Heartbreak as Hackney community garden wrecked after flytippers dump 49 tonnes of waste on it
PUBLISHED: 13:57 19 December 2013 | UPDATED: 15:28 19 December 2013
Years of hard work by volunteers to create a flourishing edible meadow was destroyed in one foul swoop, when mindless fly tippers dumped 49 tonnes of waste covering an area the size of a football field.
For the past three years youngsters and adults from the Mabley Green User group have worked on a community gardening programme, transforming a filthy piece of land on the edge of the A12 into a blooming community garden filled with apple and plum trees, herbs, wild garlic, currants and bluebells.
But on Sunday domestic construction waste, including broken glass and rubble, was discarded there – flattening the crops in the glade bordering Lea Conservancy Road.
The cost to the council for clearance and disposal has cost £10,500 so far, and the cost of repairing the damage to the park is likely to run into thousands.
Damian Rafferty, chairman of the Mabley Green users’ group, is “gutted” that they need to start again from scratch.
He said: “I received a message over the weekend saying some rubbish was there but when I went down to investigate I was shocked and heartbroken, frankly. We’d put so much work and effort into it and it meant so much to people. As much effort as I put into it, I know other people put in more.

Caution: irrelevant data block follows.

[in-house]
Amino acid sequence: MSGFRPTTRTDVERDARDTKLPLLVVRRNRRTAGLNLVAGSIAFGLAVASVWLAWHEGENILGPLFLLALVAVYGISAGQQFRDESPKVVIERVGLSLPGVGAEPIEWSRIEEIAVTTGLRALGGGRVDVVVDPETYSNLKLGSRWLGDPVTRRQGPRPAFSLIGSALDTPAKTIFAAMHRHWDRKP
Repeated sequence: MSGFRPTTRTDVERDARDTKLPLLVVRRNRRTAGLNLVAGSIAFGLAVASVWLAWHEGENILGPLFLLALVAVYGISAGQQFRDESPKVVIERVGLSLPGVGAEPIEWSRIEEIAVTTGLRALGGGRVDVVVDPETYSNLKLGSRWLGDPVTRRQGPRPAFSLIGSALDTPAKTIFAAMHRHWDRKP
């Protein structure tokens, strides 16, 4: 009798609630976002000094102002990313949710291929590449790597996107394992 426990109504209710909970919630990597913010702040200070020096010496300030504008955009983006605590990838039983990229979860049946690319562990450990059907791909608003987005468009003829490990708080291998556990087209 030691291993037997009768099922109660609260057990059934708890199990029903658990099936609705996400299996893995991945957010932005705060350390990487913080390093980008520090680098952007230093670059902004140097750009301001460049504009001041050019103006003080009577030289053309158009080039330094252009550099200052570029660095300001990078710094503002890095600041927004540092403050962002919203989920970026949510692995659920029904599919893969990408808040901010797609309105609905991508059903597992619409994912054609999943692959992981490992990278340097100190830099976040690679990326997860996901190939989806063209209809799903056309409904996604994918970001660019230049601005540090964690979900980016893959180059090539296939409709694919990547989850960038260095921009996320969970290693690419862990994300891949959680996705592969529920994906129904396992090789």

“When I saw what had happened I thought: ‘How are they all going to feel when they see it’s all been destroyed’. I still feel incredibly sad about the whole thing.”
He continued: “I just can’t believe how selfish the culprits are, they are quite loathsome.
“They could only have had one motive, which was to get a few quid to do illegal dumping. They go around wrecking public spaces for their living. What kind of person would do that?”
Tax on landfill in the UK has created a significant illegal fly-tipping problem as rubbish is dumped in vacant spaces which are not easily monitored.
The council is now reviewing CCTV footage, gathering witness statements and sifting through the waste for clues to find out where it came from and making DVLA checks on vehicles to try to identify the perpetrators.
It is a bigset back for MGUG which wants to turn the space into the world’s largest edible park.
Over 1,200 people have signed a petition calling for the council to ensure a £100,000 community grant earmarked for Mabley Green is spent on the project, and to employ outreach workers for three years to encourage youngsters on nearby deprived estates like Kingsmead to get involved in food growing.
Many people have already volunteered to help clean up the site, but Mr Rafferty says this cannot happen until the travellers who are camped there, have left.
He said: “The truth is until we secure the site to ensure no more vehicles come back on, they might come back and dump a whole load more rubbish on there, there’s only a certain amount of community resource we can muster.”
The council is taking legal steps to evict the Travellers on the unauthorised encampment.
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